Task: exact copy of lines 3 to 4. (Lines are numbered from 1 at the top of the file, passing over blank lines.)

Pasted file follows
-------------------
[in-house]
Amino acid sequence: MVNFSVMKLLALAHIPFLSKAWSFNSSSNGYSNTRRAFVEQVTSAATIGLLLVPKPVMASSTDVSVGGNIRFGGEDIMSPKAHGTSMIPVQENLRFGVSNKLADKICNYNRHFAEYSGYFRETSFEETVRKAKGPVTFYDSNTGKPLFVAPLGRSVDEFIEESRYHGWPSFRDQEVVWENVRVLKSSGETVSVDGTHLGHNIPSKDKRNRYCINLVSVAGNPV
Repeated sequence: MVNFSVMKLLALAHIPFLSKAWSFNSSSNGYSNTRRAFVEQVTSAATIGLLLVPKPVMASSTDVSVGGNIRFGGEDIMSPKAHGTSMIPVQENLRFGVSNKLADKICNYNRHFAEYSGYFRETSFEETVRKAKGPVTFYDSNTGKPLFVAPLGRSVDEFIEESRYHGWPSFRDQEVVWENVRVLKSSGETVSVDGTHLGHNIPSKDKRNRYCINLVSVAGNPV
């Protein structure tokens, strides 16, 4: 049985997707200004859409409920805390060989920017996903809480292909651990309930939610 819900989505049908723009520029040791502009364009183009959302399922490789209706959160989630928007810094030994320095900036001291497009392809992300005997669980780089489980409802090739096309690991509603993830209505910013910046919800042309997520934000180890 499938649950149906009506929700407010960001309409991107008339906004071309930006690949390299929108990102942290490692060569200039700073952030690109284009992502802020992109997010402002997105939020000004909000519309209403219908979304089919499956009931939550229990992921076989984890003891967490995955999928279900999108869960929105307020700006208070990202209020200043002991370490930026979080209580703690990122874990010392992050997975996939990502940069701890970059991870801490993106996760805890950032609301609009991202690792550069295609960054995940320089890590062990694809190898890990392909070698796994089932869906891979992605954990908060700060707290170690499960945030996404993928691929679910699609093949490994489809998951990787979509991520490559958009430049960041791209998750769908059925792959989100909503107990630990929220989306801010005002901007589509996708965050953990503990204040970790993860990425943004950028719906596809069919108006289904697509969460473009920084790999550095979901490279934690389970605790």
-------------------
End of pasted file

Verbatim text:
Repeated sequence: MVNFSVMKLLALAHIPFLSKAWSFNSSSNGYSNTRRAFVEQVTSAATIGLLLVPKPVMASSTDVSVGGNIRFGGEDIMSPKAHGTSMIPVQENLRFGVSNKLADKICNYNRHFAEYSGYFRETSFEETVRKAKGPVTFYDSNTGKPLFVAPLGRSVDEFIEESRYHGWPSFRDQEVVWENVRVLKSSGETVSVDGTHLGHNIPSKDKRNRYCINLVSVAGNPV
């Protein structure tokens, strides 16, 4: 049985997707200004859409409920805390060989920017996903809480292909651990309930939610 819900989505049908723009520029040791502009364009183009959302399922490789209706959160989630928007810094030994320095900036001291497009392809992300005997669980780089489980409802090739096309690991509603993830209505910013910046919800042309997520934000180890 499938649950149906009506929700407010960001309409991107008339906004071309930006690949390299929108990102942290490692060569200039700073952030690109284009992502802020992109997010402002997105939020000004909000519309209403219908979304089919499956009931939550229990992921076989984890003891967490995955999928279900999108869960929105307020700006208070990202209020200043002991370490930026979080209580703690990122874990010392992050997975996939990502940069701890970059991870801490993106996760805890950032609301609009991202690792550069295609960054995940320089890590062990694809190898890990392909070698796994089932869906891979992605954990908060700060707290170690499960945030996404993928691929679910699609093949490994489809998951990787979509991520490559958009430049960041791209998750769908059925792959989100909503107990630990929220989306801010005002901007589509996708965050953990503990204040970790993860990425943004950028719906596809069919108006289904697509969460473009920084790999550095979901490279934690389970605790």